There’s a hummingbird at my feeder in the dead of winter. Will he be okay?

January 15, 2015
An Anna An Anna's Hummingbird sits out a winter storm in Washington state. Hummingbirds are tough little birds that can withstand cold temperatures as long as there is food available. Photo by Tom Colegrove via Birdshare.
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Hummingbirds are remarkably tolerant of cold weather, so it’s likely your bird will be fine if it can continue to find food. Individuals of a few hummingbird species, most often Rufous but also some Allen’s, Anna’s, and others, have been wintering further north in recent years. Reports of Rufous Hummingbird during the winters of 2012—2015 include Michigan, upstate New York, Wisconsin, Massachusetts and Indiana! Anna’s Hummingbird regularly winters as far north as British Columbia, and have even been spotted in Alaska. You can get an idea of where hummingbirds have been found in winter by looking at maps from eBird, like this one of Rufous Hummingbird during the winters from 2012—2015.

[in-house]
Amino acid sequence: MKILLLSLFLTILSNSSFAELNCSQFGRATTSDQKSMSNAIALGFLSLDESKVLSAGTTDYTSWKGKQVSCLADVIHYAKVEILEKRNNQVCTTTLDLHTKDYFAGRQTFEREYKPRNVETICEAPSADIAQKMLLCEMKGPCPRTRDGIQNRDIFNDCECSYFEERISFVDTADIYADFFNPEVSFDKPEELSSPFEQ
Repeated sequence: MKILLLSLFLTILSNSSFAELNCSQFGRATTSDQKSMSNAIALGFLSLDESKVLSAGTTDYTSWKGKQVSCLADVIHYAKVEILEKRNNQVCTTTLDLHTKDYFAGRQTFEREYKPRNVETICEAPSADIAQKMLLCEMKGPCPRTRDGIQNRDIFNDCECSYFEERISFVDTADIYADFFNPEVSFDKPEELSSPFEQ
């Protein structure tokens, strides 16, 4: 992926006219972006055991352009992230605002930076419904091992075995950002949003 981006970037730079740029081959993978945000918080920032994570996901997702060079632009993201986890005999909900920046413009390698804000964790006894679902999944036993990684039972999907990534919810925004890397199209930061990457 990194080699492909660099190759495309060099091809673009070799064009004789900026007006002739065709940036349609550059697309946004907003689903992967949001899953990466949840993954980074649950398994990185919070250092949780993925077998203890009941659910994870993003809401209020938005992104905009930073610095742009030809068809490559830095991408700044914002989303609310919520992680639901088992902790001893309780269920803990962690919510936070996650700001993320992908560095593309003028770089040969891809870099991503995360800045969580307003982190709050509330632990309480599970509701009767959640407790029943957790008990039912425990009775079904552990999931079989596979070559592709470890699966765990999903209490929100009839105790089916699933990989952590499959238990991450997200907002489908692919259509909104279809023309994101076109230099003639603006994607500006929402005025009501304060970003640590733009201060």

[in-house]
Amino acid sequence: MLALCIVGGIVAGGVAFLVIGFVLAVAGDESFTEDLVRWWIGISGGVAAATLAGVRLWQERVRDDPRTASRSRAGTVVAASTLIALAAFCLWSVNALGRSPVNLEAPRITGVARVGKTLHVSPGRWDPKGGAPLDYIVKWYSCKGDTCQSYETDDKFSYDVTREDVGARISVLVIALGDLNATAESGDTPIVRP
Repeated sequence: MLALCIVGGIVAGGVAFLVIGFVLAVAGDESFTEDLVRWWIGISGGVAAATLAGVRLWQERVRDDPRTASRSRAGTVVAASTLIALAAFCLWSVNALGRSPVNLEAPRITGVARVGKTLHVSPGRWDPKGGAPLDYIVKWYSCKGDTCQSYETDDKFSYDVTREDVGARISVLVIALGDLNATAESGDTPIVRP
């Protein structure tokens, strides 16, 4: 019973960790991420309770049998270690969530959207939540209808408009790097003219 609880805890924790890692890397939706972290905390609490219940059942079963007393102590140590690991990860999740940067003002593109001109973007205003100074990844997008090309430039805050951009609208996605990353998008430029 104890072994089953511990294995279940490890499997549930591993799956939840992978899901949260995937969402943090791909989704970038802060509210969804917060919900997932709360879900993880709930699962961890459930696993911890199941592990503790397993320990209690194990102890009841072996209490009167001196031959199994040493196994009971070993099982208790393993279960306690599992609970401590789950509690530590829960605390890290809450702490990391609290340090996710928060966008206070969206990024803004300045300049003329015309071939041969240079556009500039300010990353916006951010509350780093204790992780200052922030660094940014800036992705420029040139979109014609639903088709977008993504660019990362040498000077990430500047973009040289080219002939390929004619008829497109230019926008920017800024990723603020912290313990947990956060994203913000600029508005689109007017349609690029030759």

For reasons still not well understood, more and more of these birds are surviving the entire season even in more northerly areas.

Birds of all species, whether rarities or right in the heart of their wintering range, do die over winter, but as long as they have reliable food sources they have a reasonable chance of surviving well into the season. Some have even returned to the same feeders from one winter to the next.

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